12: Public opinion played a significant role in justifying internment. Before the war there was resentment of the new immigrants, who were seen as taking jobs of Canadians. The media created hysteria by portraying any accident as an act of sabotage. The hysteria resulted in government orders banning any publication in "enemy languages." As well, businesses were able to make up for labour shortages by using enemy aliens as low-cost workers.

13: World War II

14: On September 1, 1939, Hitler's armies invaded Poland. Thousands of tanks and 1.5 million soldiers attacked by land while German airplanes bombed Polish cities. After the invasion, Britain and France finally realized that appeasement was not working. On September, the two countries declared war on Germany. World War II had begun.

15: After World War I, the Canadian government had taken steps to make Canada more independent. | By 1939, Canada's foreign policy was no longer tied to that of Great Britain, as it had in 1914. This meant that Canada was not automatically included n Britain's declaration of war on Germany. Parliament met in a special session and, on September 10, 1939 declared war on Germany. Prime Minister William Lyon Mackenzie King announced this decision in a radio address to Canadians

16: Enemy Aliens - Internment World War II

18: During World War II, propaganda depicted Germans, Italians, and Japanese people as the enemy. Even before the, Canadians of Japanese decent had been subjected to discrimination, especially in British Columbia, where many had settled.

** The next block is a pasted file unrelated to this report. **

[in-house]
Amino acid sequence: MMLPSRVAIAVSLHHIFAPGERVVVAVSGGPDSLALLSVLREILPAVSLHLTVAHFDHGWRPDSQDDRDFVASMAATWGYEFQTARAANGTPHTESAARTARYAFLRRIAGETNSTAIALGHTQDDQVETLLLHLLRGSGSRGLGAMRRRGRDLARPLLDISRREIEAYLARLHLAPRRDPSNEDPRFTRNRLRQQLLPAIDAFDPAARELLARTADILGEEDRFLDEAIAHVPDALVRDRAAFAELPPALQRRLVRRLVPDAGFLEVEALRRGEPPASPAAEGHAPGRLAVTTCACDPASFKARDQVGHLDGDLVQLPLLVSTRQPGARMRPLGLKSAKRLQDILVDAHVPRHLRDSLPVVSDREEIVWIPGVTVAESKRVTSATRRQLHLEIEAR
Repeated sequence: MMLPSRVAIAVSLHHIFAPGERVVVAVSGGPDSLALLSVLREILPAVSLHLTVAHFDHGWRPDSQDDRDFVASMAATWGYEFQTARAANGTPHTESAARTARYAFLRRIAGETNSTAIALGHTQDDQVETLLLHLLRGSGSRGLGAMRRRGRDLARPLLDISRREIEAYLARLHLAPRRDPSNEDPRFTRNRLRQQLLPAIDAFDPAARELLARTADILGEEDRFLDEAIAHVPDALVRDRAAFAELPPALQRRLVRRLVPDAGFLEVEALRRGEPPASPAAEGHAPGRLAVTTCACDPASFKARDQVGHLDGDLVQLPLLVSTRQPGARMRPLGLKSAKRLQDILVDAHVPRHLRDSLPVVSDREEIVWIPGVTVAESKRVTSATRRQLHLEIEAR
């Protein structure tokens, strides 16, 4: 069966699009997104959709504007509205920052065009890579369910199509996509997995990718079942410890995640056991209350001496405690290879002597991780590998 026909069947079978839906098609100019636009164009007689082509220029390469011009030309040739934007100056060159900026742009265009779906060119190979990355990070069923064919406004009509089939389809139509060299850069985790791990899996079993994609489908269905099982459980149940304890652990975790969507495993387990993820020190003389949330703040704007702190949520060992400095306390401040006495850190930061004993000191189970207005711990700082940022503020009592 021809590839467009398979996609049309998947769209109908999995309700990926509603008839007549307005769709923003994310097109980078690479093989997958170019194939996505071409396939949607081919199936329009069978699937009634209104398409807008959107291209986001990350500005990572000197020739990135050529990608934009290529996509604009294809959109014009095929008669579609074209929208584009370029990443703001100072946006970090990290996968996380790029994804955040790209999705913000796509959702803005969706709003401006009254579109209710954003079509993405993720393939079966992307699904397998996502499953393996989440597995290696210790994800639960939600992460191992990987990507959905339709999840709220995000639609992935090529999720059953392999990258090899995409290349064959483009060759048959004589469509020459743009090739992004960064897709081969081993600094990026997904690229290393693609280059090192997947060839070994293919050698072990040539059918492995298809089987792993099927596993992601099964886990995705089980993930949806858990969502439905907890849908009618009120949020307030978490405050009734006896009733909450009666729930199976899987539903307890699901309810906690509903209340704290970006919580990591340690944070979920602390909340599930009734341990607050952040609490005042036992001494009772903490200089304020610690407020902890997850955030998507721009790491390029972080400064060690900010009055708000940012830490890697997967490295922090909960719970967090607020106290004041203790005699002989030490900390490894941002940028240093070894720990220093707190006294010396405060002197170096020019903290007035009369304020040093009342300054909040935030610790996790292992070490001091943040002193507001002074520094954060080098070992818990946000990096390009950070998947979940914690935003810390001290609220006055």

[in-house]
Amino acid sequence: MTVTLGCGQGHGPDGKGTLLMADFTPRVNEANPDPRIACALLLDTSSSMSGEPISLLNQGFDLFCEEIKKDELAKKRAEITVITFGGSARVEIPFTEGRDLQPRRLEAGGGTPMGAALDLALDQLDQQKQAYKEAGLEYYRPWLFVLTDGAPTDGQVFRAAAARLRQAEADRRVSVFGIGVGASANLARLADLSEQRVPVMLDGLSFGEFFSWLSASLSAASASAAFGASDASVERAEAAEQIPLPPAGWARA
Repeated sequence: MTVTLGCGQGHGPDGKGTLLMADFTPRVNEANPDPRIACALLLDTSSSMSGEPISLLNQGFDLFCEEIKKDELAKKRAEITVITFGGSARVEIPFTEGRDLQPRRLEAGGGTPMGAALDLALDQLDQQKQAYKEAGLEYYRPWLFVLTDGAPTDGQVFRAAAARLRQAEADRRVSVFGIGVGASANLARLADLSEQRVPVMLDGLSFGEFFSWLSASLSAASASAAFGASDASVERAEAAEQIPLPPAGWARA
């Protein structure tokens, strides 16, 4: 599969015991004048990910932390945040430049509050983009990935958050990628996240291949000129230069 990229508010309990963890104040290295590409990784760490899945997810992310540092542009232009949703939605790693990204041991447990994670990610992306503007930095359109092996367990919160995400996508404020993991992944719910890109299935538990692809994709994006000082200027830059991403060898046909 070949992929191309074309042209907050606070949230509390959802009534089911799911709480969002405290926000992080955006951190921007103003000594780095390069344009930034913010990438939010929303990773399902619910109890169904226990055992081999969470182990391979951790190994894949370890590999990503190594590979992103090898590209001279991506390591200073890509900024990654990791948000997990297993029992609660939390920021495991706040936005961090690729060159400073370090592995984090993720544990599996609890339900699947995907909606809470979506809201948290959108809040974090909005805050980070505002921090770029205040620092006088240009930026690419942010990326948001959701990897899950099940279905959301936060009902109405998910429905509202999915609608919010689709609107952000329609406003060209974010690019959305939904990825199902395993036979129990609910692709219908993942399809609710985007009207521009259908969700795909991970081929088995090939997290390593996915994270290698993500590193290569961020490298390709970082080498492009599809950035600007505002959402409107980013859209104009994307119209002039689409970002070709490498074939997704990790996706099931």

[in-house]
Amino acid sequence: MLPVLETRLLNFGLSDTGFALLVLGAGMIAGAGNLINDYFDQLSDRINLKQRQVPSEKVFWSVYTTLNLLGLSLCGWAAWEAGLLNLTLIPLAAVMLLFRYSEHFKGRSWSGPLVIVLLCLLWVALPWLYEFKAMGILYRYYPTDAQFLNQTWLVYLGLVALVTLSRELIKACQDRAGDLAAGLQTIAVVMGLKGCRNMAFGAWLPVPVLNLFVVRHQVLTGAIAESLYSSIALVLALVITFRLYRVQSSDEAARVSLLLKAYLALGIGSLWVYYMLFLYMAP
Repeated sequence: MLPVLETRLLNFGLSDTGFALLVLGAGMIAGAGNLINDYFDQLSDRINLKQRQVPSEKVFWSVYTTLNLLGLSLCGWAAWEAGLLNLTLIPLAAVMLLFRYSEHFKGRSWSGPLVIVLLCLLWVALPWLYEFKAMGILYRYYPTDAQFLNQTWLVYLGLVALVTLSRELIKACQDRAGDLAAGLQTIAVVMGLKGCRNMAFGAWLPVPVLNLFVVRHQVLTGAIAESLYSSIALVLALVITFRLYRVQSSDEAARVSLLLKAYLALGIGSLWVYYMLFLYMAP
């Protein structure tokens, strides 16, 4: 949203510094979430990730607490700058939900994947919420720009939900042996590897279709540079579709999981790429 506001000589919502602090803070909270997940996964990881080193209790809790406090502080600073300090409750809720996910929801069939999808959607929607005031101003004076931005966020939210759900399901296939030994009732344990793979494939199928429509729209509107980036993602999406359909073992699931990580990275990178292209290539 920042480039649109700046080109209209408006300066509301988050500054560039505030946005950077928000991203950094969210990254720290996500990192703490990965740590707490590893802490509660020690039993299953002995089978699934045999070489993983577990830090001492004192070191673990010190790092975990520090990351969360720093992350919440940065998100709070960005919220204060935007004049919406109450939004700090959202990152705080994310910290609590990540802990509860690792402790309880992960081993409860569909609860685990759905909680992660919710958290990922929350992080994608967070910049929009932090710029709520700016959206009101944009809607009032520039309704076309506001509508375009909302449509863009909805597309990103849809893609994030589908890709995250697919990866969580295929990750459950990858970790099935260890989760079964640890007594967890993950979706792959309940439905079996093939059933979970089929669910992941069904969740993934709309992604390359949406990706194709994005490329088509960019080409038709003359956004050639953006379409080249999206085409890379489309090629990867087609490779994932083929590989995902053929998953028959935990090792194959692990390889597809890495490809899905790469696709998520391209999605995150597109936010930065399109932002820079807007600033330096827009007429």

19: Internment camps were like prisons. The government seized Japanese-owned homes, property, and businesses and sold them at bargain prices - then used the money from the sales to pay the costs of keeping people in the camps | In 1942, Japanese Canadians who lived within 160 kilometres off Canada's Pacific coast were rounded up and transported to internment camps in the British Columbia interior or to farms on the Prairies.

20: More than 22,000 people of Japanese ancestry, most of them born in Canada or naturalized Canadians, were forcibly moved "for their own safety."

21: Only about700 suspicious people who protested too loudly were ever identified as a potential threat, but the civil liberties of all were suspended until four years after the war ended.

23: References: Books Harding, C., Smith, T., Meston, J. & Yoshida, D. ( 2009). Perspectives on Nationalism. Don Mills, ON. Oxford University Press. Munro, E. & O’Neill, M. (Eds.). (2008). Understanding Nationalism. Whitby, ON. McGraw-Hill Ryerson. Websites http://www.collectionscanada.gc.ca Scrase, Ernest / Library and Archives Canada / PA-203268 Tak Toyota / Library and Archives Canada / C-046350 Scrase, Ernest / Library and Archives Canada / PA-203271 http://www.archives.gov.on.ca/ http://archives.queensu.ca/Exhibits/archres/wwi-intro/canada.html http://www.aquilabooks.com/ephem/ephem.htm http://commons.wikimedia.org/wiki/File:Castle_mountain_internment_camp.jpg http://commons.wikimedia.org/wiki/File:Castle_mountain_camp_1915.jpg http://commons.wikimedia.org/wiki/File:Japanese_internment_camp_in_British_Columbia.jpg http://commons.wikimedia.org/wiki/File:Arrivals.gif http://en.wikipedia.org/wiki/File:JapaneseCanadian-Confiscating-Boat.jpg http://www.najc.ca/thenandnow/experience1b.php

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Graeme Thain
  • By: Graeme T.
  • Joined: about 9 years ago
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About This Mixbook

  • Title: Canadian Internment Camps
  • Description of Internment camps in Canada during World War I and World War II.
  • Tags: canada, internment, world war
  • Published: about 9 years ago